A whistleblower has been awarded more than $24 million for reporting a design flaw of a South Korean carmaker to the U.S. auto safety regulator.

The U.S. National Highway Traffic Safety Administration (NHTSA) handed the sum to former Hyundai Motor engineer Kim Gwang-ho, who provided vital information about safety lapses at the carmaker, the agency announced in a statement on Tuesday, Nov. 9.

According to law firm Constantine Cannon, which represents Gwang-ho, Reuters reported that the award is the world’s biggest ever in a whistleblower case in the auto sector.

“This award is the maximum percentage allowed by law … and is the first award NHTSA has issued under its authority,” the NHTSA said.

“Whistleblowers play a crucial role in bringing information to NHTSA about serious safety problems that are hidden from the agency,” the NHTSA’s deputy administrator Steven Cliff said.

The NHTSA said that Gwang-ho provided the agency with information related to Hyundai and Kia’s violations of the Safety Act.

In 2016, the former Hyundai Motor employee reported to the NHTSA that Hyundai had failed to fix a design flaw in its Theta II engines, which were prone to seizing up and even catching fire.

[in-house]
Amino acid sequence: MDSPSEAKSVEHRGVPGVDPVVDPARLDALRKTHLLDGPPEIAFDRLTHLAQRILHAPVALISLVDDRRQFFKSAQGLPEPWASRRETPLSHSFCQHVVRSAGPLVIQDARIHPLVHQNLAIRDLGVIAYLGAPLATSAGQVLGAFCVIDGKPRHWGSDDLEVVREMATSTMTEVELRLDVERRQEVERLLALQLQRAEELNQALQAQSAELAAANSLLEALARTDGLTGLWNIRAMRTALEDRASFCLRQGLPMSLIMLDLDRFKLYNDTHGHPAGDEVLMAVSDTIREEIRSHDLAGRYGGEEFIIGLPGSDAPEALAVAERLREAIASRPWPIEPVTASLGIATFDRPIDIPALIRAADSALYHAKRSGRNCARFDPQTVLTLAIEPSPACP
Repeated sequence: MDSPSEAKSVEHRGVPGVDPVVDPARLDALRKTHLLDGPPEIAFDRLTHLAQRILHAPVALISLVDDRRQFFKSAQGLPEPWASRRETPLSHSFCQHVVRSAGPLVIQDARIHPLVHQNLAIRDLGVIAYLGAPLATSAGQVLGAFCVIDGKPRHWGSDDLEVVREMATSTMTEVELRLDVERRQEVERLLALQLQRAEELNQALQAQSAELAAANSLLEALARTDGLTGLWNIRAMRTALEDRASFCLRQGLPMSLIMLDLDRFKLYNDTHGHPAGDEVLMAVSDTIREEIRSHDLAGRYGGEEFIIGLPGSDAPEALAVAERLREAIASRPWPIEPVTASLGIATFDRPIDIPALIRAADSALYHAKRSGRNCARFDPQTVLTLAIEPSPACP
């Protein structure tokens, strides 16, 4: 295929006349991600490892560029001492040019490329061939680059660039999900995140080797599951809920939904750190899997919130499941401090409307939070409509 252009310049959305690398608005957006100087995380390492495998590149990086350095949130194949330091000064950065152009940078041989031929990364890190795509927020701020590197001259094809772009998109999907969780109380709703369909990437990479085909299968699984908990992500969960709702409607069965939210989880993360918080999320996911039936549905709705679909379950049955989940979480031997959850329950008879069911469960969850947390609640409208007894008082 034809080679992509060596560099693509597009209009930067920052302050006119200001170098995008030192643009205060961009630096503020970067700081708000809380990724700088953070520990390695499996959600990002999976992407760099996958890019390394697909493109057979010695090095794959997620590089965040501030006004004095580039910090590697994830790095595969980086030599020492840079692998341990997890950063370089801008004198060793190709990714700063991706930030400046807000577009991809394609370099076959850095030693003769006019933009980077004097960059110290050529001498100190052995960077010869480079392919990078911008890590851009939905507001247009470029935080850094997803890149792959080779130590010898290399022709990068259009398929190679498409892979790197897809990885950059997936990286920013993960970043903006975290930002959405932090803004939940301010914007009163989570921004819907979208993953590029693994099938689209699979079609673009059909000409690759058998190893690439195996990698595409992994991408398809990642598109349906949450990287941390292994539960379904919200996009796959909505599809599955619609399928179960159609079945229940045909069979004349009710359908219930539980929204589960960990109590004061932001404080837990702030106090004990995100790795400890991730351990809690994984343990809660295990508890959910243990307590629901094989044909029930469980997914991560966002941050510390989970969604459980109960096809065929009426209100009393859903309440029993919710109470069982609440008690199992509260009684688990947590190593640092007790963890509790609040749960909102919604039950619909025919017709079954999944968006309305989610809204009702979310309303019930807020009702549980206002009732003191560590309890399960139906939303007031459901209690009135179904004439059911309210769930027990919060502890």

In November 2020, the NHTSA issued Consent Orders with Hyundai and Kia, reflecting the agency’s assessment that Hyundai and Kia conducted untimely recalls of over 1.6 million vehicles equipped with Theta II, and inaccurately reported crucial information to NHTSA about the nature of serious defects in the engines.

The combined penalties in the Consent Orders amounted to $210 million, $81 million of which was paid in cash to the U.S. government.

By statute, the NHTSA awards a maximum of 30% of the collected monies to the whistleblower.

The NHTSA said its action recognizes the essential role whistleblowers can play in enhancing the safety of the nation’s roadways.

The agency said it welcomes information from whistleblowers on a wide variety of topics, including potential vehicle safety defects, noncompliance with the Federal Motor Vehicle Safety Standards, and violations of the Vehicle Safety Act.

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